In 1970, Patricia Lewis opened her first dry cleaning store in Stow. She has faced many challenges since then, from being unable to obtain financing as a single woman to attracting and retaining skilled workers in a dying trade.
Lewis grew up in the dry cleaning business — her father owned 19 such stores in the Akron area at one time. She recalls pressing shirts and waiting on customers at the counter by the age of nine. Her parents later sold the stores and moved the family to Florida, opening more stores in the Miami area.
But Lewis didn’t see herself making a career in the family business. Instead, she returned to Ohio to study law enforcement at Kent State University. Then she received the call from her father that changed everything.
Her father had sold the dry cleaning store in Stow many years before. Now, the new owners were unable to make the business profitable, so they contacted Lewis’ father to see if he wanted to buy it back. He didn’t, but he offered the opportunity to his daughter, who was getting married and looking for a business opportunity.
“When I came into my own business, that store was surrounded by farmland,” Lewis says. “It’s just mind-boggling how Stow has grown. Back then, it was very hard for a dry cleaner to get any business in that area. You didn’t have corporate people living there. There weren’t very many two-career families.”
The business survived by offering deep discounts, and despite the obstacles, it thrived.
Later, facing a divorce, the mother of three bought a building and started a cleaning business of her own. In 1979, she opened White Swan Cleaners in Tallmadge.
Unable to afford day care and faced with long shifts at the store, she added a room to the business for her children to stay with her. While a few customers disapproved, Lewis cherishes the time she was able to spend with her children.
“My youngest child was 2 years old when I was divorced,” Lewis says. “At that time, you had to be married to get a loan as a woman. It was difficult to get any kind of financing and almost impossible to get any kind of leased equipment in a male-dominated industry.”
Based on that experience, she recently shared a bit of financial wisdom with her daughter.
“I told her to always make sure you have something of value that you can borrow money on. I had a classic Corvette, and that was the only thing I could use to take to the bank to borrow money. That title became so worn from all of the transactions I used it for.”
Historically, the dry cleaning business experiences drastic slowdowns during the summer, and owners in the industry often borrow money to survive the slow periods.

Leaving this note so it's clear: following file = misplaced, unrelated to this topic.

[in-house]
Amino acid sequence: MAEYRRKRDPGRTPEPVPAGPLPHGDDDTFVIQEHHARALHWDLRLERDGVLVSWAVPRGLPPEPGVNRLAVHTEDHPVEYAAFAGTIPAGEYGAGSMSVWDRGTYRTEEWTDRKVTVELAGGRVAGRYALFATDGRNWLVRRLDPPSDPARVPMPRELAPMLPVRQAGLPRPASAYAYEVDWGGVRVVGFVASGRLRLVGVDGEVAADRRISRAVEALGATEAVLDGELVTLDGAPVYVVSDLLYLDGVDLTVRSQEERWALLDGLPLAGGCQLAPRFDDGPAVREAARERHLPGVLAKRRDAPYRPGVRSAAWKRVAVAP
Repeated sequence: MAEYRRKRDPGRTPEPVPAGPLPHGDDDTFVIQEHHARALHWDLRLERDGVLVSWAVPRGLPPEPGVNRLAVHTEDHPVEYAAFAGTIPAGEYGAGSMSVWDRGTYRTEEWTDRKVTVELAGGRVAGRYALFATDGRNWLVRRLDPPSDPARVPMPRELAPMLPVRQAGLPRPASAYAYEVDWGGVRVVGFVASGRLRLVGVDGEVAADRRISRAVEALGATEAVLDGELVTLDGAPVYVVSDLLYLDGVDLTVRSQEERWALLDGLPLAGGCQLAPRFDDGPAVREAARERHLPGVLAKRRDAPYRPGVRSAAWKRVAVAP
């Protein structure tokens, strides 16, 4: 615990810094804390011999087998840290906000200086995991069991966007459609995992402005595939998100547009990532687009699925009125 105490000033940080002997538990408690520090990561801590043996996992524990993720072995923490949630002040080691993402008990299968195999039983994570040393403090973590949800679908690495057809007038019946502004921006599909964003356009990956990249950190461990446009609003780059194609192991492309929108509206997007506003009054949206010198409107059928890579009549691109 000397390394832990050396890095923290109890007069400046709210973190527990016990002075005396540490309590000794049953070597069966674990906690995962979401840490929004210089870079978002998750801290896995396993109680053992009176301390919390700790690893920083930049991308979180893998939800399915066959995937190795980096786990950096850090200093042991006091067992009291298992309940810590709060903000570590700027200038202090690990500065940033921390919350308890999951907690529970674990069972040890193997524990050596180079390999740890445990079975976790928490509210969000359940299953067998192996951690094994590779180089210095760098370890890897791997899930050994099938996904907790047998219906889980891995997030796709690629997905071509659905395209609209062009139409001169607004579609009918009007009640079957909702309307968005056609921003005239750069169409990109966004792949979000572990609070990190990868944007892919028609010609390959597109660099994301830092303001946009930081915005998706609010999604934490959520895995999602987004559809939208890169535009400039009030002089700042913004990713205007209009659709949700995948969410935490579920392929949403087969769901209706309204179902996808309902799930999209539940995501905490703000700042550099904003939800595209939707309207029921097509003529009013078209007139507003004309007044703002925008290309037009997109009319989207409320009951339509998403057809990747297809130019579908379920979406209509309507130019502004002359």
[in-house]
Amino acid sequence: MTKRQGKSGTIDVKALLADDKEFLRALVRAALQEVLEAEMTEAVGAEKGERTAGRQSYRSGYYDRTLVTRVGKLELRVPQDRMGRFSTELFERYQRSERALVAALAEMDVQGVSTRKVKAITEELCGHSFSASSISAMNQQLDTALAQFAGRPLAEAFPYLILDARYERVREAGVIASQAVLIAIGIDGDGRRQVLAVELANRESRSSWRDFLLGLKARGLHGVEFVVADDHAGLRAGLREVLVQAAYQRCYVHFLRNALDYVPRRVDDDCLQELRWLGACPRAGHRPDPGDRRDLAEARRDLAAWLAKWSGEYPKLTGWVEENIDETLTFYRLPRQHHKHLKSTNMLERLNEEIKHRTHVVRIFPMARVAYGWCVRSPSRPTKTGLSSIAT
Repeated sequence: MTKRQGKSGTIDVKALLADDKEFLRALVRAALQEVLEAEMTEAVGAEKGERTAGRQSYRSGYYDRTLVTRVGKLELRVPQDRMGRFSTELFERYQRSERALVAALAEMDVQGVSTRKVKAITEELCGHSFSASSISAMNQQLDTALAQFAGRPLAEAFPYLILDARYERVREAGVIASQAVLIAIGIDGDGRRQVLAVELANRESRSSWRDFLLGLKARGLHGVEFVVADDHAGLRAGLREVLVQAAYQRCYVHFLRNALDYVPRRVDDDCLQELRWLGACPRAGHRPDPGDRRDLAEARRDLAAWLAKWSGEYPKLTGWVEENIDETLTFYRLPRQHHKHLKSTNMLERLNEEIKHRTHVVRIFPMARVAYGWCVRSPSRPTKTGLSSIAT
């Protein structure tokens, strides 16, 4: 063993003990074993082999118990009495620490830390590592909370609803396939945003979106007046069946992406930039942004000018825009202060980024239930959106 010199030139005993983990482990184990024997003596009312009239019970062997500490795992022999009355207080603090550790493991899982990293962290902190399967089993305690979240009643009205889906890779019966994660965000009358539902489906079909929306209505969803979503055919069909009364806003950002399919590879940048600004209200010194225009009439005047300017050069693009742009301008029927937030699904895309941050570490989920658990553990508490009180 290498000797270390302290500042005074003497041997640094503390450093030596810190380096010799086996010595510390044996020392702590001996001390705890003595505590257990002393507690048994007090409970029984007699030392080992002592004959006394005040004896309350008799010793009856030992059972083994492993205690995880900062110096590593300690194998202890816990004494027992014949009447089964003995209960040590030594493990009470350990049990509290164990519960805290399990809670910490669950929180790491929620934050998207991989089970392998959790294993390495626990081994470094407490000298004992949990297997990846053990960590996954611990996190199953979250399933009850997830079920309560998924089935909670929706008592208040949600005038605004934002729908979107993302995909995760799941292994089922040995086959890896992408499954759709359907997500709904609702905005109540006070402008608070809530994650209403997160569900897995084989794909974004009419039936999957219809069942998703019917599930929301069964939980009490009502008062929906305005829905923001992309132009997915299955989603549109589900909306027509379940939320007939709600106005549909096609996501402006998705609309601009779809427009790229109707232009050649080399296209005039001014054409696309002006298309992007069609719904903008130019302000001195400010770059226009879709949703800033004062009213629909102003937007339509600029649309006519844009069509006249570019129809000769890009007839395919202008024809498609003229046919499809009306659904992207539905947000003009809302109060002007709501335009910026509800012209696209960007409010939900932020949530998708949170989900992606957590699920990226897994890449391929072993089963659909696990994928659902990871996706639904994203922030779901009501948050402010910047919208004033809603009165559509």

“I was fortunate because I did have family in the business, and we all knew how to budget those times of the year,” she says. “We would help each other get the best prices, and sometimes buy each other’s equipment.”
Lewis’ older brother, two younger sisters and her two sons own multiple dry cleaning stores in Northeast Ohio and Florida.
“My family has always been a source of knowledge,” she says. “I remember we would all get together on Sunday and talk business. When someone’s date would come to dinner, they would always ask, ‘Is this all you people ever talk about?'”
Now Lewis’ challenges don’t come from a lack of financial backing but rather from a lack of skilled applicants for the positions she has to fill. A majority of White Swan’s 30 employees have been with the company for more than a decade. But finding new, qualified employees is difficult — there are no training programs for tailors, spotters or pressers.
Lewis has combatted employee turnover by offering flexible schedules, benefits and competitive wages. She also recruits high school and college students who are looking for flexible hours.
“This is manual labor. It’s not a glamour job,” she says. “When computers came along, they took away potential employees. When you invest so much effort and time into training someone — to have them leave for a 50-cent raise breaks your heart.
“You hear so much about loyalty and corporate employees worrying about when they will get a pink slip. I think in the service industry, it’s in reverse.”
To broaden her base, Lewis built a full-service tailoring department and ventured into real estate by adding a three-suite retail plaza to her property. How to reach: White Swan Cleaners, (330) 633-3363
D. R. Powers is a free-lance writer for SBN Magazine.